Human Service Manager Exercise Paper ???Reinforce, Refer, Release??™

My Beliefs and Values Paper

Communication Skills for the Humans Services Professional

BSHS 322

My Beliefs and Values Paper

Individuals working in the Human Services field must be knowledgeable, passionate, and confident in what they do. Human service workers play a major factor in many people??™s lives. A human service worker should possess a high-level of integrity, be fair, and have a strong sense of what his or her personal beliefs and values are. Knowing personal beliefs and values is important for a human service worker because the worker will have to deal with different types of individuals from different backgrounds. Staying firm in beliefs and values helps the human service provider to provide unbiased care for each client. Human Service workers will face many challenging situations and someone, who is fully aware of him or herself, will be able to control verbal and nonverbal communication so neither the client nor the service worker is in an uncomfortable situation. According to the National Organization for Human Services, the human service worker must have ???Consistent behavior in selecting interventions which are congruent with the values of ones self, clients, the employing organization and the Human Service profession.??? (NOHS, 2009) Moreover, the human service provider must be aware of his or her personal beliefs, values, and assumptions, to help those in need effectively.
In my cultural and family background many people frown upon seeking mental help. Many people in my background believe that only ???lunatics??? receive mental health. I used to have the same assumptions until I begin to gain more knowledge of the human services field. As I reflect on text exercises 1.4 and 4.3, I become more aware of the values and assumptions of which I was previously unaware. I realized that spirituality plays a major role on how I view the world. I expect people to have the same morals and ethical standards that I have. I realize that I can be a bit judgmental at times. I live a faith-based life. Therefore, I have difficulty understanding why an individual has a defeated attitude as if his or her life is over because of a minor setback. Through this experience of self discovery in my text exercises, I have learned that situations will test my personal beliefs, values, and assumptions. However, I know how to subdue them positively so they will not interfere with my ability to help a client. According to Patterson, ???The therapist??™s methods are not simply objective techniques but are part of the therapist as a person. The therapist shows empathic understanding, respect, and genuineness in as positive relationship, the client also becomes more empathic, respecting others, and genuine.??? (Patterson, 1970) Although I do not want my personal beliefs and values to interfere with my ability to help my client, keeping my beliefs separate is an almost impossible feat. Sharing a mutual respect between the client and the clinician is most important in a successful relationship.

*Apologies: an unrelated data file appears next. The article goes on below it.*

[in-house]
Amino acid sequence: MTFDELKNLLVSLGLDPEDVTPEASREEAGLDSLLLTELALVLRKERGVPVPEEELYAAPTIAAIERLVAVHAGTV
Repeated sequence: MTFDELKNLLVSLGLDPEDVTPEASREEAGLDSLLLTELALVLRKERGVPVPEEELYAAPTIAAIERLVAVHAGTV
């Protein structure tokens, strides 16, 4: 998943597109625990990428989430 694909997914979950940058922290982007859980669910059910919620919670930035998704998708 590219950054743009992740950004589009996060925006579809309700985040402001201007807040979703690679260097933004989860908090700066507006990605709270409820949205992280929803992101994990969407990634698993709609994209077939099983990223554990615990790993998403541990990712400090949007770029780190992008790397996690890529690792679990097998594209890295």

Text Exercise 4.3 introduced me to many difficult clients and situations I may encounter. This exercise highlighted that I may not be as open-minded as I thought. I found that I have a difficult time accepting a man who abuses women. I realized in this situation I have a personal stigma attached to domestic violence because I have been close to domestic violence situations. I learned that acknowledging my difficulty accepting clients with a history of domestic violence positively affected my ability to understand clients with a history of domestic violence. I learned to see past the facts of the situation and to look deeper to determine the underlying issue or pattern. According to Murphy and Dillon, exploring attitudes and values is beneficial and necessary in learning to be accepting of one??™s clients even if we have difficulty understanding a certain behavior. Albeit important to develop tolerance and true acceptance of other??™s, those characteristics are more importantly, the ethical responsibility of a human service worker. (Dillon & Murphy, 2003)
As a result of my assigned readings, text exercises, and peer interaction I have a better understanding of my personal beliefs, value, and assumptions about clinical helping. Because I am more aware of personal values and judgments, I have, I can focus more on refraining my judgment and views from interfering with the quality of my help. Although I will have many types of clients, some may be difficult; I am better equipped to deal with difficult clients and situations. These exercises helped me in all aspects of my life. I plan on applying the skills I have learned to my everyday life become a better person. Differences in values and beliefs will vary; however if both parties maintain respect for each other, the differences will become indifferent.

References:

1. Dillon, C., & Murphy, B.C. (2003). Interviewing in action: relationships, process, and change. Retrieved from https://ecampus.phoenix.edu/content/eBookLibrary2/content/eReader.aspxassetMetaId=b6fb9a6c-7de9-4ecd-aef6-c291be4a0a76&assetDataId=a87c75d9-4f8b-4072-b0fe-ecec3e1d1830&assetpdfdataid=ec838a97-708d-4d89-b53f-e9deb5605c47

2. National Organization for Human Services,. (2009). What is human service. Retrieved from http://www.nationalhumanservices.org/mc/page.dositePageId=89926&

3. Patterson, C.H. (1970). Values in counseling and psychotherapy. Retrieved from http://www.sageofasheville.com/pub_downloads/VALUES_IN_COUNSELING_AND_PSYCHOTHERAPY.

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